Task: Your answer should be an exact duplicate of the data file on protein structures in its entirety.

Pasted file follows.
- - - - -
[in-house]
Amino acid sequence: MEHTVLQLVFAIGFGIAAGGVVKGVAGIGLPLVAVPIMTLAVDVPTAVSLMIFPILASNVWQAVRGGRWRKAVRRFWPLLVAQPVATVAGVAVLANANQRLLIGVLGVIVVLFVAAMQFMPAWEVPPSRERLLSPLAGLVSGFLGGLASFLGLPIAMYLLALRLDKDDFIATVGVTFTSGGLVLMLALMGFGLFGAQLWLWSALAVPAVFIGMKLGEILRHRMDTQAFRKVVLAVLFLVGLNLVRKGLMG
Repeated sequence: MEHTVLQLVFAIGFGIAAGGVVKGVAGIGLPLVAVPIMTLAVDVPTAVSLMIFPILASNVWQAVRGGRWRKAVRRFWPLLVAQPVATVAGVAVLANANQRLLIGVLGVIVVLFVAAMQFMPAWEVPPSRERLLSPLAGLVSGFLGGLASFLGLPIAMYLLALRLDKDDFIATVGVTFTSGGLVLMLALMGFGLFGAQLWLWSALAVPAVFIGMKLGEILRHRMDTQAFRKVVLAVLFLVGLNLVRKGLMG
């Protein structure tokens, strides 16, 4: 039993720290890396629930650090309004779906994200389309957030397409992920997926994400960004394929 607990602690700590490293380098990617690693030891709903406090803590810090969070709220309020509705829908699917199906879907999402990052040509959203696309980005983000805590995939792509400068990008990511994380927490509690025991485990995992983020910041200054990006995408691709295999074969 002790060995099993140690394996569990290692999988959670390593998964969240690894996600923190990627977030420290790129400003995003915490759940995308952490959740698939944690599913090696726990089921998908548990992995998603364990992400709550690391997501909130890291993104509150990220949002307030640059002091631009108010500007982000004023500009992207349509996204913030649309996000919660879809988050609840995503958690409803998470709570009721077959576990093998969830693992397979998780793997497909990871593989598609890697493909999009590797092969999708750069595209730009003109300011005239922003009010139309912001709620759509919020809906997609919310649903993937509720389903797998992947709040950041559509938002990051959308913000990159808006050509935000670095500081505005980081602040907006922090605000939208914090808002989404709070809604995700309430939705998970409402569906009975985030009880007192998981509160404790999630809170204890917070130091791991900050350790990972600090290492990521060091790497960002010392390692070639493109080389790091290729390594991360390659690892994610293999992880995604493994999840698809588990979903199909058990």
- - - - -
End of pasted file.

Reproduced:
[in-house]
Amino acid sequence: MEHTVLQLVFAIGFGIAAGGVVKGVAGIGLPLVAVPIMTLAVDVPTAVSLMIFPILASNVWQAVRGGRWRKAVRRFWPLLVAQPVATVAGVAVLANANQRLLIGVLGVIVVLFVAAMQFMPAWEVPPSRERLLSPLAGLVSGFLGGLASFLGLPIAMYLLALRLDKDDFIATVGVTFTSGGLVLMLALMGFGLFGAQLWLWSALAVPAVFIGMKLGEILRHRMDTQAFRKVVLAVLFLVGLNLVRKGLMG
Repeated sequence: MEHTVLQLVFAIGFGIAAGGVVKGVAGIGLPLVAVPIMTLAVDVPTAVSLMIFPILASNVWQAVRGGRWRKAVRRFWPLLVAQPVATVAGVAVLANANQRLLIGVLGVIVVLFVAAMQFMPAWEVPPSRERLLSPLAGLVSGFLGGLASFLGLPIAMYLLALRLDKDDFIATVGVTFTSGGLVLMLALMGFGLFGAQLWLWSALAVPAVFIGMKLGEILRHRMDTQAFRKVVLAVLFLVGLNLVRKGLMG
């Protein structure tokens, strides 16, 4: 039993720290890396629930650090309004779906994200389309957030397409992920997926994400960004394929 607990602690700590490293380098990617690693030891709903406090803590810090969070709220309020509705829908699917199906879907999402990052040509959203696309980005983000805590995939792509400068990008990511994380927490509690025991485990995992983020910041200054990006995408691709295999074969 002790060995099993140690394996569990290692999988959670390593998964969240690894996600923190990627977030420290790129400003995003915490759940995308952490959740698939944690599913090696726990089921998908548990992995998603364990992400709550690391997501909130890291993104509150990220949002307030640059002091631009108010500007982000004023500009992207349509996204913030649309996000919660879809988050609840995503958690409803998470709570009721077959576990093998969830693992397979998780793997497909990871593989598609890697493909999009590797092969999708750069595209730009003109300011005239922003009010139309912001709620759509919020809906997609919310649903993937509720389903797998992947709040950041559509938002990051959308913000990159808006050509935000670095500081505005980081602040907006922090605000939208914090808002989404709070809604995700309430939705998970409402569906009975985030009880007192998981509160404790999630809170204890917070130091791991900050350790990972600090290492990521060091790497960002010392390692070639493109080389790091290729390594991360390659690892994610293999992880995604493994999840698809588990979903199909058990």